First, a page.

Last week, I attended the chaos that is CES (formerly the Consumer Electronics Show). It’s a chance for companies around the world to display their latest and greatest in technology.
It is also, by every measure, one of the largest trade shows in the world.
Even though the event is purportedly about technology, in reality CES is the ultimate example of the value of human attention.
Booths hire magicians, models, chefs; cover every square inch with ever-animating screens and flashing lights; add music, loud noises, the occasional group cheers.
Attendees test AR devices to escape the chaos of CES 2019 in Las Vegas, Nevada. (Photo by ROBYN... [+]
The only thing missing is more cowbell.
In truth, each of those flashing lights and loud beeps and tall models are there for one single reason: to attract more attention. Attention is the only currency to thrive on at CES. It is thoroughly an attention economy.
What happens at a trade show in Vegas … does not stay in Vegas. The desperate, flashy noise from these companies spill over into every corner of our lives. When CES is over, the attention currency they must pursue is yours.
Which means, as consumers, we should approach these new technological advancements with caution and insight. “New” and “smart” are not guaranteed to mean “better”.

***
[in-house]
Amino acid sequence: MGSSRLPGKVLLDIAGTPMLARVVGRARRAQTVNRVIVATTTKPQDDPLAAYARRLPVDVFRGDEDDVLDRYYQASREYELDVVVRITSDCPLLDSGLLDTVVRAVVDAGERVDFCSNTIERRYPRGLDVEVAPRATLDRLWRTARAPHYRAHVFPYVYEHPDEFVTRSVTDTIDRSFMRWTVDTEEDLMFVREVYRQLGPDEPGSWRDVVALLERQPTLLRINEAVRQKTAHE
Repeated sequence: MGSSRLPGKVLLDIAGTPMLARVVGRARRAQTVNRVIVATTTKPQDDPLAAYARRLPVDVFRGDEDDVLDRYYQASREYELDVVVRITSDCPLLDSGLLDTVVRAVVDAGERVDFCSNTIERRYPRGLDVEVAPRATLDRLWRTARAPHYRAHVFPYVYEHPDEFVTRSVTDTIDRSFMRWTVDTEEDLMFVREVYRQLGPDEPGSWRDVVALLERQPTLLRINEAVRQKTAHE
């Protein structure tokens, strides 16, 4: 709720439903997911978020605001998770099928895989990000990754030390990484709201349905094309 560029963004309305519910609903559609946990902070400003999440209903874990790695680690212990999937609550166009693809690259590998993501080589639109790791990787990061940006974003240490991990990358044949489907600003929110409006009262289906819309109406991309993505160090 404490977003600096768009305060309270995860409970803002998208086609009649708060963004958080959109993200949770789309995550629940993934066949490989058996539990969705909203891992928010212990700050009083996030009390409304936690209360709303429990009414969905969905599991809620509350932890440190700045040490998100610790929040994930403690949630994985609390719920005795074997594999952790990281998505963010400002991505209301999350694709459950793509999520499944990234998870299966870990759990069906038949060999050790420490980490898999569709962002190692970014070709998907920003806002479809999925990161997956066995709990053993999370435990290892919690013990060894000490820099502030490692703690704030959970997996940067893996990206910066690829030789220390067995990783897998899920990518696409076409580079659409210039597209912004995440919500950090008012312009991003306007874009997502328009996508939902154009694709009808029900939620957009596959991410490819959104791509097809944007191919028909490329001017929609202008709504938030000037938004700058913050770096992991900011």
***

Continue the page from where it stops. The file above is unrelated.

Mindfully approaching a new purchase is a surprisingly deep topic, but there are three fundamental questions we should always ask before tapping the big yellow “Add to Cart” button.
Does it save your time?
That flashy new gadget promises to more conveniently track your running form out on a jog … but if jogging isn’t a part of your daily routine already, the device is unlikely to provide the motivation to do so (and certainly won’t save you the time you’ll need to actually add running to your schedule).
When evaluating a new purchase, especially a tech-oriented one, real time saved from the way you live your current schedule should be a primary consideration.
Does it preserve your energy?
Each time you have to make a decision, or hold a to-do item in your head to complete or check on later, your spending attentional energy. Depleted energy reserves means less available for the most important work (and people) in your life.
This is where technological advancements can really shine. The rote, mundane tasks that take energy to do and induce anxiety when forgotten (like, say, remembering to order more laundry detergent at the right time) are ripe for truly helpful tech solutions.
Does it open space for the relationships that matter?
For all of our cultural interest in the productivity and efficiency gains that the latest technology can bring us, we don’t spend a whole lot of time talking about why, exactly, it even matters.
And for most of us, the question of "why" is integrally linked with the "who": who are we doing all of this buying, installing and upgrading for?
Hopefully the answer to that question is immediately obvious to you, and hopefully you’re considering them (and even including them!) in the decision-making process.